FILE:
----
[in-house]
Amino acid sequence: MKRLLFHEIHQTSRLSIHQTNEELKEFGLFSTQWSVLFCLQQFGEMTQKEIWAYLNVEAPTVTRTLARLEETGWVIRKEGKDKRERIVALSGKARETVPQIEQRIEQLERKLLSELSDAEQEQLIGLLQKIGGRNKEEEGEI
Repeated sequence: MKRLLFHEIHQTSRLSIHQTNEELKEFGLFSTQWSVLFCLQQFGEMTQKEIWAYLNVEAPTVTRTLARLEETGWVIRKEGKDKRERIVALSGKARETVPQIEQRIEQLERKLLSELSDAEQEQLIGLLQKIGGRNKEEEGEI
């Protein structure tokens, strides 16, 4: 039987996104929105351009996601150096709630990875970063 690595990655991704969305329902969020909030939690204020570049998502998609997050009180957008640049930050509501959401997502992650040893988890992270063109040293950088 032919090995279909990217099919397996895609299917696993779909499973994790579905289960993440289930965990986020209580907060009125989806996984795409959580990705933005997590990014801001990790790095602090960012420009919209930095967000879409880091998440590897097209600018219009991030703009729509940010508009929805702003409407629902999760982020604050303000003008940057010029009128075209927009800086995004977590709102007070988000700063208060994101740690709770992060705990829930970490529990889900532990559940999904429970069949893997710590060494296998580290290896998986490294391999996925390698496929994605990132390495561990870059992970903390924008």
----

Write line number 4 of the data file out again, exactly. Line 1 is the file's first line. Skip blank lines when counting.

């Protein structure tokens, strides 16, 4: 039987996104929105351009996601150096709630990875970063 690595990655991704969305329902969020909030939690204020570049998502998609997050009180957008640049930050509501959401997502992650040893988890992270063109040293950088 032919090995279909990217099919397996895609299917696993779909499973994790579905289960993440289930965990986020209580907060009125989806996984795409959580990705933005997590990014801001990790790095602090960012420009919209930095967000879409880091998440590897097209600018219009991030703009729509940010508009929805702003409407629902999760982020604050303000003008940057010029009128075209927009800086995004977590709102007070988000700063208060994101740690709770992060705990829930970490529990889900532990559940999904429970069949893997710590060494296998580290290896998986490294391999996925390698496929994605990132390495561990870059992970903390924008």